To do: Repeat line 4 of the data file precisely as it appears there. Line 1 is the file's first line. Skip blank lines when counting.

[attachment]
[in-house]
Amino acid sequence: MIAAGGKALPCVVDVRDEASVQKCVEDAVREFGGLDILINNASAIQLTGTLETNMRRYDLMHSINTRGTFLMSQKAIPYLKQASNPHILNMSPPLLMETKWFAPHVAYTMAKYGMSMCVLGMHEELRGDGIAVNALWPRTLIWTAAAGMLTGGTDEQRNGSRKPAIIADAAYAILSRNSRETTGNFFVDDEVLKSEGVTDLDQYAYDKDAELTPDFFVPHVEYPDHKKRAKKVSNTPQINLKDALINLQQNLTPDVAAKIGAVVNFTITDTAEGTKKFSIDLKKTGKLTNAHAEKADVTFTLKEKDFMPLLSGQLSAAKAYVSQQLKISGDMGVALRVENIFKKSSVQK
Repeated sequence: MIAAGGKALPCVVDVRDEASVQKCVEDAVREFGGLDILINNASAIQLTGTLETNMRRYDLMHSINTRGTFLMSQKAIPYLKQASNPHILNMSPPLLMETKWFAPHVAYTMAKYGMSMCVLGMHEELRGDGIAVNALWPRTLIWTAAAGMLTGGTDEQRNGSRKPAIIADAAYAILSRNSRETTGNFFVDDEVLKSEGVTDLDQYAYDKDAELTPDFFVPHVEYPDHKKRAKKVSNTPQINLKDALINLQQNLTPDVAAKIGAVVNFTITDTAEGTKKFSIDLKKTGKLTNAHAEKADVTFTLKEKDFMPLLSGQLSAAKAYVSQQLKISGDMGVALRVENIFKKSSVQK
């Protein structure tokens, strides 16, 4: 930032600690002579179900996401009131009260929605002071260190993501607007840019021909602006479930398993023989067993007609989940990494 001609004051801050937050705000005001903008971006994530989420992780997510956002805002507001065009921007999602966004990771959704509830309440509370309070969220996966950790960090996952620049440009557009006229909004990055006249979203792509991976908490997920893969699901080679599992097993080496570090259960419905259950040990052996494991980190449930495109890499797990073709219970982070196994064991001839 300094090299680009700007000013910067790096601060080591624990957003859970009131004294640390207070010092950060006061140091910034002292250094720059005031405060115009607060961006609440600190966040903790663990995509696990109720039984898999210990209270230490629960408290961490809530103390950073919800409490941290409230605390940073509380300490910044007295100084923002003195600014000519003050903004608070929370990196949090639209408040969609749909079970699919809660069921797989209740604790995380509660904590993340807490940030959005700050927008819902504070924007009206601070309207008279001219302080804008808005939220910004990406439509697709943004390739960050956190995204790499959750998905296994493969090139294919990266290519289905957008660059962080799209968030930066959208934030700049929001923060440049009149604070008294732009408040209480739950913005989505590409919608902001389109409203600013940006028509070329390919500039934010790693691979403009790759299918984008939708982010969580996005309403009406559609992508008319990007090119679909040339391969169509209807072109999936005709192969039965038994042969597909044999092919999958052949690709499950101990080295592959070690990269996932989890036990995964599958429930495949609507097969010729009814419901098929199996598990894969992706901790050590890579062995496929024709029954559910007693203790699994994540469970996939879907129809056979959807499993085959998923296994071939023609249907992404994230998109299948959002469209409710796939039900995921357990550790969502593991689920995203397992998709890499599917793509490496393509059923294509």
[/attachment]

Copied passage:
């Protein structure tokens, strides 16, 4: 930032600690002579179900996401009131009260929605002071260190993501607007840019021909602006479930398993023989067993007609989940990494 001609004051801050937050705000005001903008971006994530989420992780997510956002805002507001065009921007999602966004990771959704509830309440509370309070969220996966950790960090996952620049440009557009006229909004990055006249979203792509991976908490997920893969699901080679599992097993080496570090259960419905259950040990052996494991980190449930495109890499797990073709219970982070196994064991001839 300094090299680009700007000013910067790096601060080591624990957003859970009131004294640390207070010092950060006061140091910034002292250094720059005031405060115009607060961006609440600190966040903790663990995509696990109720039984898999210990209270230490629960408290961490809530103390950073919800409490941290409230605390940073509380300490910044007295100084923002003195600014000519003050903004608070929370990196949090639209408040969609749909079970699919809660069921797989209740604790995380509660904590993340807490940030959005700050927008819902504070924007009206601070309207008279001219302080804008808005939220910004990406439509697709943004390739960050956190995204790499959750998905296994493969090139294919990266290519289905957008660059962080799209968030930066959208934030700049929001923060440049009149604070008294732009408040209480739950913005989505590409919608902001389109409203600013940006028509070329390919500039934010790693691979403009790759299918984008939708982010969580996005309403009406559609992508008319990007090119679909040339391969169509209807072109999936005709192969039965038994042969597909044999092919999958052949690709499950101990080295592959070690990269996932989890036990995964599958429930495949609507097969010729009814419901098929199996598990894969992706901790050590890579062995496929024709029954559910007693203790699994994540469970996939879907129809056979959807499993085959998923296994071939023609249907992404994230998109299948959002469209409710796939039900995921357990550790969502593991689920995203397992998709890499599917793509490496393509059923294509």